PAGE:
Population displacements and migration patterns in response to Hurricane Katrina

Authored by: Elizabeth Fussell

Routledge Handbook of Environmental Displacement and Migration

Print publication date:  March  2018
Online publication date:  March  2018

Print ISBN: 9781138194465
eBook ISBN: 9781315638843
Adobe ISBN:

10.4324/9781315638843-22

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Abstract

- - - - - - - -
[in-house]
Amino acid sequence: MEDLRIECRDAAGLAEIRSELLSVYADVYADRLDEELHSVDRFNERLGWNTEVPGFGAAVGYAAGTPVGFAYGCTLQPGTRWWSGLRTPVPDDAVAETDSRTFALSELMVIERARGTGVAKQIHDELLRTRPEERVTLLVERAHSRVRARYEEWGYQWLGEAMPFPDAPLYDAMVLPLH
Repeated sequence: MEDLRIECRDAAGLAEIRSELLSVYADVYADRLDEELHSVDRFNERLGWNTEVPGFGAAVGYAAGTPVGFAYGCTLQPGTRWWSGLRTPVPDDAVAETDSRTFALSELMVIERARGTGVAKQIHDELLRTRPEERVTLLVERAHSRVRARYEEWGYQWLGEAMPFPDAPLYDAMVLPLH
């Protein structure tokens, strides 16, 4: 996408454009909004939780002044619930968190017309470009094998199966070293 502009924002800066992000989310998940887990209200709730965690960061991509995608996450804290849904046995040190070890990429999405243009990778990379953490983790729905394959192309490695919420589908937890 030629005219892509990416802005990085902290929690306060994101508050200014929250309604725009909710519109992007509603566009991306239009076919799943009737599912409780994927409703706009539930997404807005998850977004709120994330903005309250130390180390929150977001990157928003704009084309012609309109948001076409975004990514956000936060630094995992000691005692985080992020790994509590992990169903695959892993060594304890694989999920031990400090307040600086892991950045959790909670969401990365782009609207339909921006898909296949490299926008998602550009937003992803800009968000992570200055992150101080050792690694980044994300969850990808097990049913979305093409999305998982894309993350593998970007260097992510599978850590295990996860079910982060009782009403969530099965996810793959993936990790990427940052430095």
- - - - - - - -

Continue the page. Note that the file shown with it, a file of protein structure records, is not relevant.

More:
Hurricane Katrina created a catastrophe in the city of New Orleans when the storm surge caused the levee system to fail on August 29, 2005. The destruction of housing displaced hundreds of thousands of residents for varying lengths of time, often permanently. It also revealed gaps in our knowledge of how population is recovered after a disaster causes widespread destruction of urban infrastructure, housing, and workplaces, and how mechanisms driving housing recovery often produce unequal social, spatial, and temporal population recovery. In this article, I assemble social, spatial, and temporal explanatory frameworks for housing and population recovery and then review research on mobility – both evacuation and migration – after Hurricane Katrina. The review reveals a need for a comprehensive social, spatial, and temporal framework for explaining inequality in population recovery and displacement. It also shows how little is known about in-migrants and permanent out-migrants after a disaster.

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